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The Honolulu Advertiser

Posted on: Wednesday, October 10, 2001

DEA rules ban edible hemp products

By Christie Wilson
Advertiser Neighbor Island Editor

Supporters of industrial hemp say they will pursue a temporary restraining order and other legal action to halt implementation of federal rules issued yesterday that would ban edible hemp products.

The rules by the Drug Enforcement Administration, published in the Federal Register, give merchants 120 days to dispose of food products such as beer, pasta, tortilla chips, candy bars, salad dressing and cheese when the items contain tetrahydrocannabinols, known as THC.

Exemptions apply to products such as paper, animal feed, clothing and rope, and personal-care items such as shampoos, soaps and lotions.

Hemp advocates had expressed concern that the new rules would outlaw personal-care items, but an interim rule also published in the Federal Register yesterday said that without any studies available on whether these products introduce THC into the body, the agency will assume they do not and thus exempt them from the Controlled Substances Act.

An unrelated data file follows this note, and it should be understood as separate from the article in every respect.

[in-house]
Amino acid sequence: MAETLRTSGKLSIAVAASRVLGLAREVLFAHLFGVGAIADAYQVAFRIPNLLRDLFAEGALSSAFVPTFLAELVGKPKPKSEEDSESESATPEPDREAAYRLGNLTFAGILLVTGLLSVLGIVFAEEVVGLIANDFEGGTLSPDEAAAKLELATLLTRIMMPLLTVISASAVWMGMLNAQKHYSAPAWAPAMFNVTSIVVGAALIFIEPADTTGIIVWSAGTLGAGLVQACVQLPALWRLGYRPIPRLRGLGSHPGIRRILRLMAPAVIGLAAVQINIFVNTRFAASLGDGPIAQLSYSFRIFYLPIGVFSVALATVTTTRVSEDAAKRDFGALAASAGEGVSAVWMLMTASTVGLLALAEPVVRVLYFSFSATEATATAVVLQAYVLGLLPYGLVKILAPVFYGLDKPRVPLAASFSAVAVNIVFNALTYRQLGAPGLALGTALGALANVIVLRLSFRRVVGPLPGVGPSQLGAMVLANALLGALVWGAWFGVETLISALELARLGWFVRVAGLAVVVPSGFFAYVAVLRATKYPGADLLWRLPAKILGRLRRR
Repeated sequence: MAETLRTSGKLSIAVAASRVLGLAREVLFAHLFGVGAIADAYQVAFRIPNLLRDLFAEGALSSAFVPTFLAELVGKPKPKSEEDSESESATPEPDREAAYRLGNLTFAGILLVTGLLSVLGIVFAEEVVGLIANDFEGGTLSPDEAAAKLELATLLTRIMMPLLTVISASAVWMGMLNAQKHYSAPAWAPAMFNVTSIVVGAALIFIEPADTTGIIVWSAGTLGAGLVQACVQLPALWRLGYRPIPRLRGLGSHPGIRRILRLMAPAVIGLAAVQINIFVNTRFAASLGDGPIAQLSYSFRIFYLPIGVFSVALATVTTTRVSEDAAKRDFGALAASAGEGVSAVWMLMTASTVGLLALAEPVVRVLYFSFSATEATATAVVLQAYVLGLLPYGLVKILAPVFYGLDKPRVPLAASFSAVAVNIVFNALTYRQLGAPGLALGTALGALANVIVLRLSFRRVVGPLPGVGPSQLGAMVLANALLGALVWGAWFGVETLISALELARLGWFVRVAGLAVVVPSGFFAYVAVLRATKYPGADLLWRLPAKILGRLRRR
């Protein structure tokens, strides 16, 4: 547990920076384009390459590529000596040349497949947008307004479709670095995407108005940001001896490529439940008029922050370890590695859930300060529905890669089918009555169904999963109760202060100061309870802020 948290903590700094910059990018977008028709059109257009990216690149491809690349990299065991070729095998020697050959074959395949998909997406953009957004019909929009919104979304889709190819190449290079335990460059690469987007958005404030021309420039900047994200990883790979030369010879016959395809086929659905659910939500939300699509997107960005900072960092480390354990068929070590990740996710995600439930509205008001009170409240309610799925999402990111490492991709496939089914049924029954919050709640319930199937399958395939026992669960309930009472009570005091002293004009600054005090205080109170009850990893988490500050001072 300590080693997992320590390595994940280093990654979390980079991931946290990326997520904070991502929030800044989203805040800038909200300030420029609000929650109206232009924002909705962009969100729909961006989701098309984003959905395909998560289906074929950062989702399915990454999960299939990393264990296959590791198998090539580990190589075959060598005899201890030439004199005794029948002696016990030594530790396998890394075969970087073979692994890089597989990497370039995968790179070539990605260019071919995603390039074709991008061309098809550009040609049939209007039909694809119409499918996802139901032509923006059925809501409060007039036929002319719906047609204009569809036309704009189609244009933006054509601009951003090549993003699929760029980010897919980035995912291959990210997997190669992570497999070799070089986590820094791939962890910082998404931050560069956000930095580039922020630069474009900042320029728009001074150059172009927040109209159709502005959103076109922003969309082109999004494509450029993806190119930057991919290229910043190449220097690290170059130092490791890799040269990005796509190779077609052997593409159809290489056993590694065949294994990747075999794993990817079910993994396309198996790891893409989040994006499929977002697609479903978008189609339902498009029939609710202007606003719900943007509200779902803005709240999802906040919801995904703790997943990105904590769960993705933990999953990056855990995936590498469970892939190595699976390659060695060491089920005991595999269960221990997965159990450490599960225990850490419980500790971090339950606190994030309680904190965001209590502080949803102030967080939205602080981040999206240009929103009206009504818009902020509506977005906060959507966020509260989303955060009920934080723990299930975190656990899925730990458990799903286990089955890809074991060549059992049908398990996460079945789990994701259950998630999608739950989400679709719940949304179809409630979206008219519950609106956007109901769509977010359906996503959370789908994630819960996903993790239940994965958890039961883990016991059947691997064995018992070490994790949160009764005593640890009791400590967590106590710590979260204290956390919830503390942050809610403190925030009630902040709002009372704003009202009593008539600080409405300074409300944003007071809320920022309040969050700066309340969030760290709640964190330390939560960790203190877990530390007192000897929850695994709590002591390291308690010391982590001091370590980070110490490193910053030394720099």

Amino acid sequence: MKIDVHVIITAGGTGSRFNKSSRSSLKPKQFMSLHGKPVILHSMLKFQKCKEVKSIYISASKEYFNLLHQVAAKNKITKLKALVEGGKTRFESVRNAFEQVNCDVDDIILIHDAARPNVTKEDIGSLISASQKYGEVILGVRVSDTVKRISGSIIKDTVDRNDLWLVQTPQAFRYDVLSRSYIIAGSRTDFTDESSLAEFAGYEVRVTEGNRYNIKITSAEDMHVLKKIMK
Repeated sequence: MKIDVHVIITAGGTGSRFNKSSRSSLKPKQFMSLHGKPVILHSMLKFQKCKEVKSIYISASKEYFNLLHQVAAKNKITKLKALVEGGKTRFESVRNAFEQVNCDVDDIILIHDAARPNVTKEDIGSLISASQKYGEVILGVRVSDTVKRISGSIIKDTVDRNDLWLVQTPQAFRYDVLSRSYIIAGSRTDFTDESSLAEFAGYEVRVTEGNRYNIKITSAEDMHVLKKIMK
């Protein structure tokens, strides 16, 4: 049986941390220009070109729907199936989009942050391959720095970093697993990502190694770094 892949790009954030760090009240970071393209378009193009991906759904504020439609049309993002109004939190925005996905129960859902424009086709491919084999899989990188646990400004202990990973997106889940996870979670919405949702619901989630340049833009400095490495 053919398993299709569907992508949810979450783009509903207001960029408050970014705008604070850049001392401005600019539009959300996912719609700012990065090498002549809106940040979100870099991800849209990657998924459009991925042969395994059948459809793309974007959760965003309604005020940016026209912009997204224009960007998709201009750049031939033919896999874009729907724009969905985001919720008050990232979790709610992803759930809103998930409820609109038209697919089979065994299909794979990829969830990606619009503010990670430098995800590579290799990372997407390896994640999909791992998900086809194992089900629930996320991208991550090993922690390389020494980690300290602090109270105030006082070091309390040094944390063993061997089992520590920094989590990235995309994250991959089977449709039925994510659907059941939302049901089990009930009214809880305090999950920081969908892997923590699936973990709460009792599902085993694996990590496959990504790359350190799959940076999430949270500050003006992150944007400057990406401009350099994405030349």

THC is the compound that gives marijuana its euphoric effect. Supporters of industrial hemp, another form of cannabis, argue that THC levels in hemp are too low to have any narcotic effect.

Although Kathy Barr, owner of the Hemp House in Pa'ia, Maui, apparently will be able to continue manufacturing a popular line of hemp-based lotions, she said she was shocked by the DEA ruling on food products.

"I never thought they would do it. I thought they had some understanding that you don't get high from the product and it's wonderful for you," she said.

The DEA said it was issuing its interpretation of the Controlled Substances Act because of numerous inquiries in recent months regarding hemp products that contain THC.

The agency said it rejected arguments that classifying hemp as a controlled substance is contrary to court rulings and the history of federal drug laws.

Representatives of the international Hemp Industries Association, which held its convention on Maui last week, and the Vote Hemp Inc. advocacy group are in Washington coordinating legal action against the DEA rules.

In a joint statement, David Bronner and Eric Steenstra of Vote Hemp characterized the rules as the latest attempt by the DEA to "sabotage" the hemp industry. They said DEA has chosen to ignore the industry-established Test Pledge program in which hemp companies assure consumers they will not test positive for marijuana in workplace drug screenings, even if they consume large amounts of food containing hemp.